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Keywords:

  • animal model;
  • fetal growth nomogram;
  • neonatal death;
  • pregnancy;
  • stillbirth

Abstract

Background  Causes of infant death remain unknown in significant proportions of human and non-human primate pregnancies.

Methods  A closed breeding colony with high rates of infant mortality had pregnancies assessed (n = 153) by fetal measurements and maternal characteristics. Infant outcome was classified as neonatal death (stillborn or died <48 hours from birth), postnatal death (died 2–30 days) or surviving (alive after 30 days).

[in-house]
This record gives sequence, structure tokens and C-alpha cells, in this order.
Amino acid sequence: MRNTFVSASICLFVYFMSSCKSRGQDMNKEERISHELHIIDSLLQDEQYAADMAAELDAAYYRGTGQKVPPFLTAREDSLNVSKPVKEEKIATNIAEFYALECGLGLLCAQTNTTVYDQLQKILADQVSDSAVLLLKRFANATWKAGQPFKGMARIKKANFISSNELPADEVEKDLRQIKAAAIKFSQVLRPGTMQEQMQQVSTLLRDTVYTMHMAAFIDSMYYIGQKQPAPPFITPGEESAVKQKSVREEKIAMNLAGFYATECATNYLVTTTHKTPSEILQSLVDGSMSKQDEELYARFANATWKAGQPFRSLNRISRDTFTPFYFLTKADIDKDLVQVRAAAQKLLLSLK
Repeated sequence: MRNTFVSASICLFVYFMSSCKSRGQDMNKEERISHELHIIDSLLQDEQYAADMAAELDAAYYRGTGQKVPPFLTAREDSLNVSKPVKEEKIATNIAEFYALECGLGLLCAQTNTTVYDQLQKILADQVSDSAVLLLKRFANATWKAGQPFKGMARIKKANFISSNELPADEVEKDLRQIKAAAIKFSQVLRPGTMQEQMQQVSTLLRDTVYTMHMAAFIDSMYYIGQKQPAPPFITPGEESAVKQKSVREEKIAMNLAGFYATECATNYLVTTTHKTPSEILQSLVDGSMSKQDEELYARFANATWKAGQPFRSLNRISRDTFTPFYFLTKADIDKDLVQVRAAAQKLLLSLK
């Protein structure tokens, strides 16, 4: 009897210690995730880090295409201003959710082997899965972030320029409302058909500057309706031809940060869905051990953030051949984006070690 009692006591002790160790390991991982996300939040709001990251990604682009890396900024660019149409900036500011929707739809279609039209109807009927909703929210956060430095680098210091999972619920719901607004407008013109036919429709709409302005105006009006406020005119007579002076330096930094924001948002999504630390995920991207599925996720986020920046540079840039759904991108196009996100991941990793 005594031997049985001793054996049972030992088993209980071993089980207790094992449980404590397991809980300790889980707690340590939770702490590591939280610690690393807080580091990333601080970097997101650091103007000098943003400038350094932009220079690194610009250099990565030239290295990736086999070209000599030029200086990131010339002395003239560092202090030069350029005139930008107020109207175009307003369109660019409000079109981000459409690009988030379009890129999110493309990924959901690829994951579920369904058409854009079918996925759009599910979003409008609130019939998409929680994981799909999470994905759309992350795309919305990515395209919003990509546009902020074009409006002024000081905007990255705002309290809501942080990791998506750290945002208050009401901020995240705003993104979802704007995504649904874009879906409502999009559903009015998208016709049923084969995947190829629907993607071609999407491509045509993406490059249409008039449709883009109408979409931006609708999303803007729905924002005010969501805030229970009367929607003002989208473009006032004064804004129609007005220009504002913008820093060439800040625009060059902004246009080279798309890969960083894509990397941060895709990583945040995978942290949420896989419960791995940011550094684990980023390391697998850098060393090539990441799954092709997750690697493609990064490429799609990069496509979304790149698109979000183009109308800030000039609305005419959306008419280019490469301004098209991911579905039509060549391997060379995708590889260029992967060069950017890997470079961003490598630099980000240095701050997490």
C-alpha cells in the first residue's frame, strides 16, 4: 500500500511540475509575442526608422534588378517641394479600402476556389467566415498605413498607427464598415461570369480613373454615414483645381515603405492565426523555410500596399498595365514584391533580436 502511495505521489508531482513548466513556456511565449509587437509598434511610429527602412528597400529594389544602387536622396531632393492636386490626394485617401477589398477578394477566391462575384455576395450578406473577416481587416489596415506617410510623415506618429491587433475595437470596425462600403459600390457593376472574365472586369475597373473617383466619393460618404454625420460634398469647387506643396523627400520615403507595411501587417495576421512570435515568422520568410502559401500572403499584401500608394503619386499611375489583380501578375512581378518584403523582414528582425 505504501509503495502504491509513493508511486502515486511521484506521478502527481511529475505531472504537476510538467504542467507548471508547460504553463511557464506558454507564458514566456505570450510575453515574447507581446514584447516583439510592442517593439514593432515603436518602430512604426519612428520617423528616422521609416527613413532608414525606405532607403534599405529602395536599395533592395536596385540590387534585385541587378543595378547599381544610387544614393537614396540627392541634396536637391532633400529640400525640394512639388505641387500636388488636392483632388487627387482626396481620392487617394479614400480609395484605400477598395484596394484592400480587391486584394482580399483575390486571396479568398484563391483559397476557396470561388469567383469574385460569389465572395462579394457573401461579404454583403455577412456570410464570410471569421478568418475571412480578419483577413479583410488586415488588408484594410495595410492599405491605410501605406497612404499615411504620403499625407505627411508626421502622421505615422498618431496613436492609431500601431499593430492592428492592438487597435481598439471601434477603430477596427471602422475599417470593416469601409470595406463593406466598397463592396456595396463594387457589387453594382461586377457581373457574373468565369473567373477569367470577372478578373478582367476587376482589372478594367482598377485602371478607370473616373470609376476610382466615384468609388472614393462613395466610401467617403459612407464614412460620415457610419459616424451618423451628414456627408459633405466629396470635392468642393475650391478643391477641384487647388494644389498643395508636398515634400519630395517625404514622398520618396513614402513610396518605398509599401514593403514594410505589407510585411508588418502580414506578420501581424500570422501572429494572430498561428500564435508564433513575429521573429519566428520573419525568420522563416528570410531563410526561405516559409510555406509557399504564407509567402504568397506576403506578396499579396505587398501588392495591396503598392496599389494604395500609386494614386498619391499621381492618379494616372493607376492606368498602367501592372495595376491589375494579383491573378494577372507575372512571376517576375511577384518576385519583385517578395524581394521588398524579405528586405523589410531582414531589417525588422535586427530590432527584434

Results  Fetal size did not predict outcome. Poor maternal glycemic control and low social ranking increased odds for adverse outcome (OR = 3.72, P = 0.01 and 2.27, P = 0.04, respectively). Male sex was over-represented in stillbirths (P = 0.04), and many were macrosomic, but size did not associate with maternal glycemic control measured as glycated hemoglobin A1c. Postnatally dead infants were smaller (P < 0.01), which associated with behavioral factors and glycemic control.

Conclusions  Fetal growth estimates predicted gestational age but not fetal outcome. Maternal social status and metabolic health, particularly glycemic control, increased risks of adverse pregnancy outcome.